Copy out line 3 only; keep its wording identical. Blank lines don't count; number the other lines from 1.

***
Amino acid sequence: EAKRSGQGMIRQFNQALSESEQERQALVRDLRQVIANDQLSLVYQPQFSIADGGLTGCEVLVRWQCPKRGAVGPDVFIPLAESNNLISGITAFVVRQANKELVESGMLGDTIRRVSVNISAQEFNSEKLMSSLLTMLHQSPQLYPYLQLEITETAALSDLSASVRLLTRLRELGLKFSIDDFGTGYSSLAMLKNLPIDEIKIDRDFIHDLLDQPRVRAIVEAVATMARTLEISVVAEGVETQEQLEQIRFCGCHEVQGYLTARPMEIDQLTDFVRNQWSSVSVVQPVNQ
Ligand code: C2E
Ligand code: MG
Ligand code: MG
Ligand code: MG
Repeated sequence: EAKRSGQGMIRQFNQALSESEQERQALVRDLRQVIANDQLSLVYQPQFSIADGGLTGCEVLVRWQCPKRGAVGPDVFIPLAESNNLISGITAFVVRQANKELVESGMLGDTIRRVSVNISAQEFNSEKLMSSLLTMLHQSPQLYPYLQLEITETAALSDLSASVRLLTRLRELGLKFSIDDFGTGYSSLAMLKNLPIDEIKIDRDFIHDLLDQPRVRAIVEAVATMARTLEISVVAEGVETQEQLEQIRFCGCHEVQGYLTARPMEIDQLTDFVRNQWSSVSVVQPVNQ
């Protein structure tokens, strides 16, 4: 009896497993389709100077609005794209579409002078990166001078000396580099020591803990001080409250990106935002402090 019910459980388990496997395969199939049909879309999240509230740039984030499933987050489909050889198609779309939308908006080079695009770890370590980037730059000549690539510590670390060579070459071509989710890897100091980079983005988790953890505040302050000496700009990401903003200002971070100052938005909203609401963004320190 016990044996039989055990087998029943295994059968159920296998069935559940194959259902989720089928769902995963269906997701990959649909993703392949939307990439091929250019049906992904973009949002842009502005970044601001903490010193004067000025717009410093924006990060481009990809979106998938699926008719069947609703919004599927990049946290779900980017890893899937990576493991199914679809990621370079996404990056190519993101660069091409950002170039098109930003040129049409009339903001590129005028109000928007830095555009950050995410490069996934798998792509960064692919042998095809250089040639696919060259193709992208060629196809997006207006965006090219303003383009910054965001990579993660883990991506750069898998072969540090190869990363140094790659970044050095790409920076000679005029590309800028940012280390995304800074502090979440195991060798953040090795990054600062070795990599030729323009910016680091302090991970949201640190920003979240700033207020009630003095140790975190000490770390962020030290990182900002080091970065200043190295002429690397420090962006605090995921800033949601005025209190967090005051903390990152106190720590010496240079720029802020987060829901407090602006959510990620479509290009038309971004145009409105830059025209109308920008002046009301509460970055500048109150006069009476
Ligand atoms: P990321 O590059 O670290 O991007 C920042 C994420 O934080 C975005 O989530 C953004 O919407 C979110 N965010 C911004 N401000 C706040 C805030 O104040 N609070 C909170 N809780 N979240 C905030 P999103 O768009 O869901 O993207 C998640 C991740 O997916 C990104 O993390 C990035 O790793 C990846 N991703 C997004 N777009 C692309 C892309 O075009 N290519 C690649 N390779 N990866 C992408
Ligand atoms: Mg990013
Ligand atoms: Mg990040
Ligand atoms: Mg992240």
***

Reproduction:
Ligand code: MG